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CHE > Media and Publications > Che Events Presentations > Design considerations in the development of a new academic programme structure
Ansu Erasmus
September, 2005

This paper discusses the merging of higher education institutions in South Africa, but also covers some generic design considerations. There are additional considerations for merged institutions because of the merging partners’ different approaches, philosophies and culture, which must be accommodated when designing a new programme structure. It discusses in particular some of the experiences of the Tshwane University of Technology (TUT), the result of a merger between three former technikons (Technikon Northern Gauteng, Technikon North West and Technikon Pretoria). The vision, mission and philosophy of these merging institutions differed sufficiently to create a number of challenges during the process of designing a new programme structure for the TUT.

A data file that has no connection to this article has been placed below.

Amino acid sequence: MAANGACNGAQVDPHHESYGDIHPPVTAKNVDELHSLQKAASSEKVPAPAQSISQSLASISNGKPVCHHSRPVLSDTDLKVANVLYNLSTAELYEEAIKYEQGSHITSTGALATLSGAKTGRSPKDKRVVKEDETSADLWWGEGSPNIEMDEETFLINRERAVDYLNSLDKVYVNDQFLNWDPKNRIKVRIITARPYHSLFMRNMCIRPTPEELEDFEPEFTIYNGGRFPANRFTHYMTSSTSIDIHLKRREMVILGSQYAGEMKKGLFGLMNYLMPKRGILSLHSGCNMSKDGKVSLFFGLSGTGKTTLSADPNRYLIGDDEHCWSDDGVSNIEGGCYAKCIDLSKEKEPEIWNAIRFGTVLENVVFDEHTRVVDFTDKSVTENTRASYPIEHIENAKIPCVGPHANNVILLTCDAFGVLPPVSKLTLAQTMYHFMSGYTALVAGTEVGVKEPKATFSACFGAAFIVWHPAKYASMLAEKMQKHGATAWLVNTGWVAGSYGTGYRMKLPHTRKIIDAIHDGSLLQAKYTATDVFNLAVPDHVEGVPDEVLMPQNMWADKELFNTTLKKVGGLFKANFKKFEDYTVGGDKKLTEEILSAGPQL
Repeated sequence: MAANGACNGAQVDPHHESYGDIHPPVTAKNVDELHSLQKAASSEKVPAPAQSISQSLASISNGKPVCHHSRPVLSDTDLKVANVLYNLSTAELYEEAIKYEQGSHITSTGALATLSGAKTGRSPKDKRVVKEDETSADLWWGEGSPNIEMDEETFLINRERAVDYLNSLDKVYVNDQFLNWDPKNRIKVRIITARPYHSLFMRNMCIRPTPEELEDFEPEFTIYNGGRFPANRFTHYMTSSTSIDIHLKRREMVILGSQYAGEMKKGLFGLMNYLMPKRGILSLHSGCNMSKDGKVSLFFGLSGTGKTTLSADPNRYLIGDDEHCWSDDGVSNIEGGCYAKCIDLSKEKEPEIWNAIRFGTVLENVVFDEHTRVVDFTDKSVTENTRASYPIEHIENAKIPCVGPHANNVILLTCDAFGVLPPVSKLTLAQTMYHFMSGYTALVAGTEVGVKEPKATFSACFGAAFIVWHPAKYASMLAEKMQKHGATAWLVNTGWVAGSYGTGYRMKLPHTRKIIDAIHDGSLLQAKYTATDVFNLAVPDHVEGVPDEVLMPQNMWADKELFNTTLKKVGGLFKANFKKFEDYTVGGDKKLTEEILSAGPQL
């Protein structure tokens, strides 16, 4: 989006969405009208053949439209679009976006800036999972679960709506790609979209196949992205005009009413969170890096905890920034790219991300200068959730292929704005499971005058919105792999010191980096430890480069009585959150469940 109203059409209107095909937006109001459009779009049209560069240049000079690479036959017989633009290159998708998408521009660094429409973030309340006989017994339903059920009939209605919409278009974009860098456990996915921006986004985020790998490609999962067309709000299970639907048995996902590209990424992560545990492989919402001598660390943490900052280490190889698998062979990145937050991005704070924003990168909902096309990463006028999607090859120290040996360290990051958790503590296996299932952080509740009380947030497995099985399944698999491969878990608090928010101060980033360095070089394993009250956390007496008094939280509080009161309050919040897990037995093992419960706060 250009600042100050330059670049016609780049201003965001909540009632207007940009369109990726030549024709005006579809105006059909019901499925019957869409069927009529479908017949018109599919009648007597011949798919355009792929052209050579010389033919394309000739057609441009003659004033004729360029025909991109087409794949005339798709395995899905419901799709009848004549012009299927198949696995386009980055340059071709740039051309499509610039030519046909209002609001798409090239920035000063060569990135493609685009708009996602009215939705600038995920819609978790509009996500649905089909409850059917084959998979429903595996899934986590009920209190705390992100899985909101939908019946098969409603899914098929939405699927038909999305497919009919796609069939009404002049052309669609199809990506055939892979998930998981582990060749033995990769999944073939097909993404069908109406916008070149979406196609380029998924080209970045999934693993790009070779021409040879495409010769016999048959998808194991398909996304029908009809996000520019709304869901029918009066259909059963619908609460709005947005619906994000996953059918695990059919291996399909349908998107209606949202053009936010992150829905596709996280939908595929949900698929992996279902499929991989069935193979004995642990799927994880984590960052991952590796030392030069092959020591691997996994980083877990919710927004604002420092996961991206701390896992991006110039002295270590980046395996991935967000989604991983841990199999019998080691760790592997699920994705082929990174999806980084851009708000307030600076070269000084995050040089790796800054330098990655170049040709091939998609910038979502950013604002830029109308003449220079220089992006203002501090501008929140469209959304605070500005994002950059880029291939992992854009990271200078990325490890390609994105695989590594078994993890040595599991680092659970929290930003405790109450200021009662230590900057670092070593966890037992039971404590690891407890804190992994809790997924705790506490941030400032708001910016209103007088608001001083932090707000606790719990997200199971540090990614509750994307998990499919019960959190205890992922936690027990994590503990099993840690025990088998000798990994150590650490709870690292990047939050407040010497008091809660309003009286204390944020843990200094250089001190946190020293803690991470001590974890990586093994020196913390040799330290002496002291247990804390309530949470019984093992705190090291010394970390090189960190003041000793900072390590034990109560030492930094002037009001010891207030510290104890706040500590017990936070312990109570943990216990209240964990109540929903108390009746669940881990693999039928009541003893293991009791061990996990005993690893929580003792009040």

The national documents that influenced and advocated for mergers provide a host of guidelines, but are silent on how the programmes should be structured after the mergers (Mfusi, 2004: 109). And yet the vehicle for achieving higher education transformation goals is the academic programme. Jansen (2004: 5) observes that ‘the curriculum is often treated as secondary to the larger financial and organisational alterations resulting from mergers’ and ‘…there are few (if any) systematic studies on the curriculum effects of merging two or more higher education institutions’. This paper discusses design considerations in developing a new programme structure for merged institutions from two perspectives: broadly conceptual (Section 2) and institutional (Section 3).

Although academic programme restructuring must of necessity be positioned in the international and national higher education context, this paper refers explicitly to such legislative and policy directives only when these have particular relevance to the discussion.


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